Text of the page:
Olaf Sporns: Networks of the Brain
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- Colombo, M. Minds & Machines (2013) 23: 259. doi:10.1007/s11023-012-9294-y
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Consider the World Wide Web, the banking system in Europe, a pack of wolves in Alaska, the Italian football federation, a criminal organization in Brazil, and the human brain. What do they have in common? Here is an answer: They all comprise intricately interconnected elements whose organized activity gives rise to peculiar phenomena and behaviour. In short, they are all complex networks.
Over the last decade or so, research on complex networks has expanded across diverse fields in the social and natural sciences alike, exploring the behaviour of complex systems ranging from cells to economic institutions. Networks of the Brain is a passionate exploration of the myriad ways in which a network approach can be brought to bear on neuroscience, so as to re-shape the methodologies that are used to study the brain as well as the questions we ask to understand how the brain works.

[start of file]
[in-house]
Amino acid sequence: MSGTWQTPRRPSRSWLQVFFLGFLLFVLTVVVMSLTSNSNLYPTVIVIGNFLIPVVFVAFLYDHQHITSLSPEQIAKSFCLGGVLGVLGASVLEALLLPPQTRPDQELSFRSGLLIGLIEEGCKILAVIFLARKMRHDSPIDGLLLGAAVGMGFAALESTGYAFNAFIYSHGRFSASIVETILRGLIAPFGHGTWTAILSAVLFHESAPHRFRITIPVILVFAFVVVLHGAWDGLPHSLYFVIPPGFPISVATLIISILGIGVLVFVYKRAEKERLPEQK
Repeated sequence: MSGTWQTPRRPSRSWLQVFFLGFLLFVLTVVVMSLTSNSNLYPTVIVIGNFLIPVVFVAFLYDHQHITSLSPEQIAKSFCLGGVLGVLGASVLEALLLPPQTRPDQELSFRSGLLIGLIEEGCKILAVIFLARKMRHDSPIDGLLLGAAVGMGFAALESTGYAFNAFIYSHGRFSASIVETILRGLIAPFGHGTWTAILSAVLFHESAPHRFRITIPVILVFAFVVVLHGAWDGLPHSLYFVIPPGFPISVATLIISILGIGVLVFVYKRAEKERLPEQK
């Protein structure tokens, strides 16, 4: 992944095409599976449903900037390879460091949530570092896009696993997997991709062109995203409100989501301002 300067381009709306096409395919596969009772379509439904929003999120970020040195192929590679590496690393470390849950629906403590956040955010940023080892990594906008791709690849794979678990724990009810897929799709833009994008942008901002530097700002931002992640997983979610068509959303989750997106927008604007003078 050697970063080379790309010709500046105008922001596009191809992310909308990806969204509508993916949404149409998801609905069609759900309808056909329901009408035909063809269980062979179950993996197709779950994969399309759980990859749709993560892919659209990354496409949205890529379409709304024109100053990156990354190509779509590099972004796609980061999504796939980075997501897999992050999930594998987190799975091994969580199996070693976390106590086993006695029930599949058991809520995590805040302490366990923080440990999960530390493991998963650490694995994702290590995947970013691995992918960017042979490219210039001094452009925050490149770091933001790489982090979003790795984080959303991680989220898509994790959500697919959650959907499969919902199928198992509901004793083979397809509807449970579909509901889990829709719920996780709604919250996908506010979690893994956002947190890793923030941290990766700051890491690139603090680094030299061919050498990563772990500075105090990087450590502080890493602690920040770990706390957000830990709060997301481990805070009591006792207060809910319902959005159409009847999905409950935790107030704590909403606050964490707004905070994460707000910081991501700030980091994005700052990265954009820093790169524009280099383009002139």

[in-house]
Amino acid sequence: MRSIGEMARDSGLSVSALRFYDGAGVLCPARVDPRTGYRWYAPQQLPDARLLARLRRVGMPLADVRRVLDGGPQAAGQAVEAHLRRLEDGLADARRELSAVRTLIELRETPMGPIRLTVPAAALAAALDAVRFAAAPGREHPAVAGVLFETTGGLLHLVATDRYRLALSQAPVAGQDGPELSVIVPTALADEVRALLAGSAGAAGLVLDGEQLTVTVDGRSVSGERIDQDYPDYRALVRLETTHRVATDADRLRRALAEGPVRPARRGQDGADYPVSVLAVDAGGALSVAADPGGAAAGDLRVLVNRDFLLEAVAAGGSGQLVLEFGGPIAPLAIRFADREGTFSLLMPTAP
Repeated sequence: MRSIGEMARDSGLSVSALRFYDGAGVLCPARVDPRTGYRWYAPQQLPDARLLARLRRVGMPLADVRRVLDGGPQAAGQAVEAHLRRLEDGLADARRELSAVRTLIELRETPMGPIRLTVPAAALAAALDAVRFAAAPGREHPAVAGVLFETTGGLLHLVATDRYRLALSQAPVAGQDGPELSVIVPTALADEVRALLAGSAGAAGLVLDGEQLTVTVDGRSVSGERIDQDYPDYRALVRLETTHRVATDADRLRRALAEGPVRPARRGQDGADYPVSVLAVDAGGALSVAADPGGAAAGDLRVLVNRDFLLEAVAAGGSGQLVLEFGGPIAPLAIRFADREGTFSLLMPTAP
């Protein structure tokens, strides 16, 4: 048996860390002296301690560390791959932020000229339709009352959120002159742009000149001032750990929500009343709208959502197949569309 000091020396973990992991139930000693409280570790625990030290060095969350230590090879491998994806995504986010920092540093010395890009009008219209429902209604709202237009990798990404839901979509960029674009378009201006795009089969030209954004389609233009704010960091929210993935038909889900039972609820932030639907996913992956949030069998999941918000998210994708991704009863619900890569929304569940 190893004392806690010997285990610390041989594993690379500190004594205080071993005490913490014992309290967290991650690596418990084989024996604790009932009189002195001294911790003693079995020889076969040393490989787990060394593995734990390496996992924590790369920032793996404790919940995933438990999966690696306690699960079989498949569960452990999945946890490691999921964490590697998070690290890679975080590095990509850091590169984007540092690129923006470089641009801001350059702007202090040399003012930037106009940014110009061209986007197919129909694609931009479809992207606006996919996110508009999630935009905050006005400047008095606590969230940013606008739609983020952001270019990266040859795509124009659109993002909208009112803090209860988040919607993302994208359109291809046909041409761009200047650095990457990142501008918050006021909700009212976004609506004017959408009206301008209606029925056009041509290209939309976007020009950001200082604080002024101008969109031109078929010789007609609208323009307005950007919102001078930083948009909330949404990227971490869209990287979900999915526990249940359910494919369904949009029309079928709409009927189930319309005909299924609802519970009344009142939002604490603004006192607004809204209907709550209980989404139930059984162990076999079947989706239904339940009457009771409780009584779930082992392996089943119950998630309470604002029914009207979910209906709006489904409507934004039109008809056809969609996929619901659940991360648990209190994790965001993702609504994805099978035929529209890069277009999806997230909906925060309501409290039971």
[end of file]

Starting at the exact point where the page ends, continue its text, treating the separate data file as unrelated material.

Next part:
With this book, Olaf Sporns wants “to introduce networks to neuroscientists and make neuroscience appealing to all those working on theoretical network models” (p. ix). Networks of the Brain is then a book about the encounter between two worlds: the world of network science and the world of the brain sciences. This book, however, is neither a neuroscience textbook nor a textbook in network modelling.